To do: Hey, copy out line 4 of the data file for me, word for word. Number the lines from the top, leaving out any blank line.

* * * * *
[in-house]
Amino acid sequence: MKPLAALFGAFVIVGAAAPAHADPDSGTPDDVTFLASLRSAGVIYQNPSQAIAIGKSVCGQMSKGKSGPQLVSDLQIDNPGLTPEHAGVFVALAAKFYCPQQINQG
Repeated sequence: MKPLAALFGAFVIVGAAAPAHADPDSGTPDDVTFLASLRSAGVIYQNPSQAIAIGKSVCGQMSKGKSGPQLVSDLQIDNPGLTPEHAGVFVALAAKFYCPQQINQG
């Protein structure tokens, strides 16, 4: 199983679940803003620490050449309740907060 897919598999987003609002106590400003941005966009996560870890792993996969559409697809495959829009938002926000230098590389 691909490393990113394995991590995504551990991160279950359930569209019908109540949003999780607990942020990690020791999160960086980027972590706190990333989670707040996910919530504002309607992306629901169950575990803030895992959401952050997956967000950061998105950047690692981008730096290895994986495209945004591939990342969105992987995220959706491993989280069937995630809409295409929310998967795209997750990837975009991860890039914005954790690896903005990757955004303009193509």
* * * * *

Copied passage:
């Protein structure tokens, strides 16, 4: 199983679940803003620490050449309740907060 897919598999987003609002106590400003941005966009996560870890792993996969559409697809495959829009938002926000230098590389 691909490393990113394995991590995504551990991160279950359930569209019908109540949003999780607990942020990690020791999160960086980027972590706190990333989670707040996910919530504002309607992306629901169950575990803030895992959401952050997956967000950061998105950047690692981008730096290895994986495209945004591939990342969105992987995220959706491993989280069937995630809409295409929310998967795209997750990837975009991860890039914005954790690896903005990757955004303009193509």